Thai Vote Can Reverse $1.7 Billion SET Exodus, CIMB Says

(Bloomberg) -- A firm date for the return of democracy in Thailand would help bring foreign investors back to its stock market, CIMB Securities (Thailand) Co. said, after the bourse suffered the largest net outflow this year in Asia excluding Japan.

Clarity in the timeline for a vote should help to ease concern over political risk, said Kasem Prunratanamala, head of research at CIMB Securities in Bangkok. A stronger economic recovery and stable monetary policy are poised to support the benchmark SET index, he added.

Election uncertainty undermines foreign interest in Thai equities but "overseas investors probably don’t have many Thai stocks left to sell," said Kasem.

Thai Vote Can Reverse $1.7 Billion SET Exodus, CIMB Says

Foreign funds have pulled out a net $1.7 billion from the Thai stock market this year, while pumping $3 billion into bonds in part to take advantage of a surge in the baht.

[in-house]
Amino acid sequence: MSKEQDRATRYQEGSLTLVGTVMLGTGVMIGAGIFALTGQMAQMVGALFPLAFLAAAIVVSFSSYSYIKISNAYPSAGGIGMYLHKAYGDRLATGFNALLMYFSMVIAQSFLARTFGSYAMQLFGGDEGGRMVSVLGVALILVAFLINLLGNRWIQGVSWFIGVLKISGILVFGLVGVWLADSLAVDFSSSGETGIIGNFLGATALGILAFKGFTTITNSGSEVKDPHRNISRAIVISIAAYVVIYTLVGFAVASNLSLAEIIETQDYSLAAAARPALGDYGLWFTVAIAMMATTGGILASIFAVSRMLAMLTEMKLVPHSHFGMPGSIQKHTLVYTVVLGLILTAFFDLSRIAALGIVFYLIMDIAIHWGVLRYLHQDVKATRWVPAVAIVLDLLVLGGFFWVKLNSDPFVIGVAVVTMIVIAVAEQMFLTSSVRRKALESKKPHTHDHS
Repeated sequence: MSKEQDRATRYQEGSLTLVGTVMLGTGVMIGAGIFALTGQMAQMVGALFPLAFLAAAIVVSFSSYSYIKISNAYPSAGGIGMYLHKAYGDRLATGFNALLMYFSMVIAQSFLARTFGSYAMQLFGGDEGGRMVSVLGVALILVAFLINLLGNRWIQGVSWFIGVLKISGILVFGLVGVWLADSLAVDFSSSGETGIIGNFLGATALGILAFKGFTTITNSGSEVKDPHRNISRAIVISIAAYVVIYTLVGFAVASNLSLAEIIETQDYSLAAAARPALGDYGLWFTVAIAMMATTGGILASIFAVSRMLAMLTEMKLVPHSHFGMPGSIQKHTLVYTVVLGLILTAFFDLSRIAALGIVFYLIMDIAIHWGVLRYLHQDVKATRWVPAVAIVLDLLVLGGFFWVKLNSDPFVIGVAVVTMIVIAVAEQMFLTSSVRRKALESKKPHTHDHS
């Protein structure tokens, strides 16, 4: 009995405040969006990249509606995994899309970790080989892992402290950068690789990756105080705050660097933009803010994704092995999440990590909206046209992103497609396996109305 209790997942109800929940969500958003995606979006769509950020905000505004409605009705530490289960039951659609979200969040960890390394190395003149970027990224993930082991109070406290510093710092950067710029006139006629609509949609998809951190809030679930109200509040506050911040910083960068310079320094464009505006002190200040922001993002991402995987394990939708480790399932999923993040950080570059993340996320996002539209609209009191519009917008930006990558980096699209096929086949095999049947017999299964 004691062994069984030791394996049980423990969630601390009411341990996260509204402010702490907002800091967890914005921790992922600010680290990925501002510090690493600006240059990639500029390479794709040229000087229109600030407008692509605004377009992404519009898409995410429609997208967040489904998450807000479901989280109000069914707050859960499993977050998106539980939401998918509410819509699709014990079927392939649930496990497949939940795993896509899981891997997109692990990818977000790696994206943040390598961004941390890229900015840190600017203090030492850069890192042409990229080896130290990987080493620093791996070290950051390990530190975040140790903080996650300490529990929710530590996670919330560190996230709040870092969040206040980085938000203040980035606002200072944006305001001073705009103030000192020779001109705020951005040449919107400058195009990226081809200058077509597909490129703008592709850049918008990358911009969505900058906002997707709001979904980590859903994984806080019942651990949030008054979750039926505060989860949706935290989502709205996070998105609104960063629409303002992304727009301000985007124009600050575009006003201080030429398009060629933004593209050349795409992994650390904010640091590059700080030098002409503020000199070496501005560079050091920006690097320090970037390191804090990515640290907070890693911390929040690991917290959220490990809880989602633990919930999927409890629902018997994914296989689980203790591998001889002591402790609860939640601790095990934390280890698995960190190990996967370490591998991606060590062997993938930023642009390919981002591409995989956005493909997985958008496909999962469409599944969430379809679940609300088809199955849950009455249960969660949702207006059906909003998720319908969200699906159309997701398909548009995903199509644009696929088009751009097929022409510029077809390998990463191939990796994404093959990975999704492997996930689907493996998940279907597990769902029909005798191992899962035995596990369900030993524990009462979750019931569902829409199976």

The military government headed by Prime Minister Prayuth Chan-Ocha has repeatedly pushed back the timeline for a vote since taking power in a coup in 2014 after a prolonged period of unrest. The latest schedule for a poll by February next year remains tentative because of wrangling over necessary election laws.

The benchmark SET Index has gained 2.9 percent in 2018 on domestic buying after an acceleration in economic expansion last year supported local sentiment. The rally fizzled in recent days.

Still, earnings surprises by oil and gas stocks as well as telecommunications companies prompted CIMB to raise its target for the equities’ gauge to 1,985 from 1,875, according to a note to investors from Kasem dated Tuesday. That implies a 10 percent gain from Tuesday’s close.

Thai Vote Can Reverse $1.7 Billion SET Exodus, CIMB Says

Prayuth’s administration has cut red tape and sought to speed up major infrastructure projects to bolster the economy. At the same time, private investment is moderating and consumer confidence dipped last month amid the delay in the return to democracy. Overall expansion lags behind neighbors such as Indonesia and Vietnam.

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